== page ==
The US Federal Reserve is set to lower interest rates for the first time in nearly a decade when it meets at the end of this month, although there is confusion about the size of the cut.
Market participants now think it is certain that the Fed will ease interest rates, according to a gauge from exchanges company CME Group which was updated today.
But the market thinks there is a 77.5 per cent chance that the cut will be 25 basis points, or 0.25 percentage points, while 22.5 per cent think the cut will be deeper at 50 basis points.
Hopes of a heavy rate cut were boosted last week by John Williams, the president of the New York Fed, who in a speech said it “pays to act quickly to lower rates at the first signs of economic distress”.
Yet the NY Fed soon rowed back on his comments, saying they reflected his academic research and did not indicate policy. This rare move steered markets back to thinking a smaller rate cut was likely.
An interest rate cut would make borrowing cheaper and encourage spending, which is likely to boost the economy.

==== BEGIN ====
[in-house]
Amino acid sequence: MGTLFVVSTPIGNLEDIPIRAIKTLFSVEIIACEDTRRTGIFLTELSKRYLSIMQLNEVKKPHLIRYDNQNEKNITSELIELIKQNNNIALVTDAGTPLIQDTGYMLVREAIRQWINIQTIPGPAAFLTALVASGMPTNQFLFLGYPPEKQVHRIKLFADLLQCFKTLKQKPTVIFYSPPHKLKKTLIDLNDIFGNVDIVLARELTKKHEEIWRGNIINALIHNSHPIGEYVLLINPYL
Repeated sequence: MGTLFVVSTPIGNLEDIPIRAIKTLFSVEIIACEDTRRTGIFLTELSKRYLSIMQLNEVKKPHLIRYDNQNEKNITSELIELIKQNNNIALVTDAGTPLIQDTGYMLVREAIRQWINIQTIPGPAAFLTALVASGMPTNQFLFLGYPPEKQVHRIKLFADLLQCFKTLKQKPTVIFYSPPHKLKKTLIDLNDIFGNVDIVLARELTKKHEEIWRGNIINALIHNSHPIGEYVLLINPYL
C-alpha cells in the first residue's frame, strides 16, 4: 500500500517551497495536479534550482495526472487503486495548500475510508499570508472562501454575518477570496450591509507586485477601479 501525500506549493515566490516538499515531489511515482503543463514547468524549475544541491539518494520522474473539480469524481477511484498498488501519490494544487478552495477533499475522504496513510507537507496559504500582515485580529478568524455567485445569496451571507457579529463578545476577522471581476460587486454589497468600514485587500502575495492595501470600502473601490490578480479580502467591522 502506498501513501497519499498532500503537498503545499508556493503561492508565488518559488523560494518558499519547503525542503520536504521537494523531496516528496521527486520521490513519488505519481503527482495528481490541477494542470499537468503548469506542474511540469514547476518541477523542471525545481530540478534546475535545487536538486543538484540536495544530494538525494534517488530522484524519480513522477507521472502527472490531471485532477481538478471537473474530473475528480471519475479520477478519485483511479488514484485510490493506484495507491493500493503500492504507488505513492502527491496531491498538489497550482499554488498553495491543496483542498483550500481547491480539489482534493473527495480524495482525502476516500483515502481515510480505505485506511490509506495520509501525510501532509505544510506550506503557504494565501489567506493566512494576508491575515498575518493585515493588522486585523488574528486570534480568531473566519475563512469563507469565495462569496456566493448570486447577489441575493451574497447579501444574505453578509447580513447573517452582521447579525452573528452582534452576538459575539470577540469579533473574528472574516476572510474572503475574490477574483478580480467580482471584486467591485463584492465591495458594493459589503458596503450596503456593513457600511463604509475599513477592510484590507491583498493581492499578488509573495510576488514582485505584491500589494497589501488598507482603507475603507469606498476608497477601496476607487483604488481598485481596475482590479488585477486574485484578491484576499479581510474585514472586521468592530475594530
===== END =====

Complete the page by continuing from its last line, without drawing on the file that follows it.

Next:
The Fed raised rates from the post-financial crisis level of 0.5 per cent in early 2016 to between 2.25 and 2.5 per cent by the end of 2018, where they have since stood.
Earlier this month Fed chair Jay Powell gave a gloomy testimony to a congressional committee, warning that “trade tensions and concerns about global growth have been weighing on economic activity and the outlook”.
It was the latest in a series of moves that suggested the Fed was about to cut rates to keep the economy moving.
One person who would like to see a significant lowering of interest rates is US President Donald Trump.
On Friday Trump blamed a “faulty thought process” at the Fed for the fact that it has higher interest rates than other major central banks.
He has long criticised Fed policy which he thinks is hurting the US economy. He has said the growth would “rocket” if rates were lowered.